B. Schlegel, K. Wiebusch, & S. Otto, PhD,
Gustavus Adolphus College, St. Peter, MN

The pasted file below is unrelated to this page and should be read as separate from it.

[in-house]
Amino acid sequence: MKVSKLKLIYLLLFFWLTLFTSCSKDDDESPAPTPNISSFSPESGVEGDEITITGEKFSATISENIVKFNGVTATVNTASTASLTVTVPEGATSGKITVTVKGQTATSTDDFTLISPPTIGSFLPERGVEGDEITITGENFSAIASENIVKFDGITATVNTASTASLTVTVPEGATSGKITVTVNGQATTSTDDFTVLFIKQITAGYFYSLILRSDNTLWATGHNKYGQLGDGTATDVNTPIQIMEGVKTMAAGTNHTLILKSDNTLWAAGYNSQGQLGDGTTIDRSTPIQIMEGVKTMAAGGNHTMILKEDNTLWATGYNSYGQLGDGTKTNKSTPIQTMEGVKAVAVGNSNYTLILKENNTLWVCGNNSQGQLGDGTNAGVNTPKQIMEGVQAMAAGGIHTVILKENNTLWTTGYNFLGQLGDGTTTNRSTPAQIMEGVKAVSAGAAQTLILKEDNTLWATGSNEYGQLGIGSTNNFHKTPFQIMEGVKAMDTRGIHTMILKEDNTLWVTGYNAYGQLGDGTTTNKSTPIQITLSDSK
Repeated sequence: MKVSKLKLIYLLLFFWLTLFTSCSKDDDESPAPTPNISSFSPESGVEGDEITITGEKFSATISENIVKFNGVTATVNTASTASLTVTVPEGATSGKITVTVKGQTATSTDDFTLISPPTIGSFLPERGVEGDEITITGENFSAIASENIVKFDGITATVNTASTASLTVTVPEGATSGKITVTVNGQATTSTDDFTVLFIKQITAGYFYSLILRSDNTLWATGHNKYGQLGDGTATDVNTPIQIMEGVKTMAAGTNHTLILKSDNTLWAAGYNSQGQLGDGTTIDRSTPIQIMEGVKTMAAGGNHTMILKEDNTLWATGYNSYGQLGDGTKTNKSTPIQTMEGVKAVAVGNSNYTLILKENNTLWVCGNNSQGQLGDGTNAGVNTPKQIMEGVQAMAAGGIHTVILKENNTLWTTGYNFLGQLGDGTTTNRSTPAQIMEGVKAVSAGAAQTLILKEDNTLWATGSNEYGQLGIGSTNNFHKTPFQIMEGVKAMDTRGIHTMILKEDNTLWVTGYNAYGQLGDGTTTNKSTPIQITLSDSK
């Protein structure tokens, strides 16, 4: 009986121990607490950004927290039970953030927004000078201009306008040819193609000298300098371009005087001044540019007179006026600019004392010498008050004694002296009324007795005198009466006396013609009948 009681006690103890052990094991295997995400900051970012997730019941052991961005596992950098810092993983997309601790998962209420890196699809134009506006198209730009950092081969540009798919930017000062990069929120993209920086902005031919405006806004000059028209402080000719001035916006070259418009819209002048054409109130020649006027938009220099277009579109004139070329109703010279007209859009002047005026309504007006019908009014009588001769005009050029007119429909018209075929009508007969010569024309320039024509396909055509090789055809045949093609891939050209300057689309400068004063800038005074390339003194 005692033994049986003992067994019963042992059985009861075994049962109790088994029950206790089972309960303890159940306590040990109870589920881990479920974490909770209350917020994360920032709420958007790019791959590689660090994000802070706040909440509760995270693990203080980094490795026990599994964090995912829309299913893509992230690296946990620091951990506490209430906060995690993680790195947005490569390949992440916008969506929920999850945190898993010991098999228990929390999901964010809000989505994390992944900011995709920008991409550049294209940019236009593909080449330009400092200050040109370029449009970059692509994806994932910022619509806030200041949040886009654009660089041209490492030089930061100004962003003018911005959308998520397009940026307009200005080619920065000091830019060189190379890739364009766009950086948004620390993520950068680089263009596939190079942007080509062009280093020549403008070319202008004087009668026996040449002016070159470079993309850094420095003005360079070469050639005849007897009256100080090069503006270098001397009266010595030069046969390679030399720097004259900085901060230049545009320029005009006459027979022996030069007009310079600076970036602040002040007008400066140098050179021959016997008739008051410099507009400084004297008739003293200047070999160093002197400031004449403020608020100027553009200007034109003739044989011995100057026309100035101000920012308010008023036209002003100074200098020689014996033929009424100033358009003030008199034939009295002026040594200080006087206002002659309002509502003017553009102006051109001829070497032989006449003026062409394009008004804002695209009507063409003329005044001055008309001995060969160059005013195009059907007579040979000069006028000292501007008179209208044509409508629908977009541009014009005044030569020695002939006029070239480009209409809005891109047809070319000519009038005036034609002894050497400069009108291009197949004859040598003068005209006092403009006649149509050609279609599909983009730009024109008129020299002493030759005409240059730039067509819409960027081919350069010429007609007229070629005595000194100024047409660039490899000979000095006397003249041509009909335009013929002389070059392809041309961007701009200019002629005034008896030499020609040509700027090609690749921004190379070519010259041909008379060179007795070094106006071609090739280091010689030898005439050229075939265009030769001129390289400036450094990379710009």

In recent years starting block platforms in swimming have been modified to include an adjustable back plate, which has drawn the attention of some researchers. Beretić, Đurović, and Okičić (2012) reported that the kick-start with the use of the back plate resulted in a significantly faster ten-meter swim time (p=0.04) compared to a traditional track start without a back plate. The purpose of this study was to examine the effects of adding a back plate to the platform of a starting block in swimming on reaction and 12.5-yard swim time. This study included male and female athletes from a Division III swim team. A one-sample design was used. Subjects were allowed time to familiarize themselves with both styles of starting block. They then performed three starts followed by a 12.5-yard freestyle swim using the back plate style and three using the traditional platform style in a randomized sequence. The average of each block style was calculated and used for analysis. The independent variable was the starting block style. The dependent variables were reaction time and 12.5-yard swim time. Two paired sample t-tests were used to compare the difference in reaction and 12.5-yard swim time between the two starts. Significance was determined at the p ≤ .025 level controlling for Familywise error rate due to the multiple t-tests needed. Results revealed that there was not a significant difference in reaction time between starting block style at the p≤ 0.025, t (24) = 1.955, p = 0.063. The results indicated a statistically significant difference in 12.5-yard time at the p ≤ .025 for the start with the back plate, t (24) = 9.98, p = 0.000. The mean score for the back plate reaction time (0.429 ± 0.109) was not significantly less than the mean score for the traditional starting block reaction time (0.464 ± 0.099). The mean score for the 12.5-yard swim time from the back plate (4.823 ± .388) was significantly less than the mean 12.5-yard swim time from the traditional starting block (4.972 ± .399). In conclusion, this study may suggest that a back plate could be utilized to improve reaction time and 12.5-yard swim time for collegiate swimmers. Future research might look at force generated from different starting style. IRB# 1314-0265.

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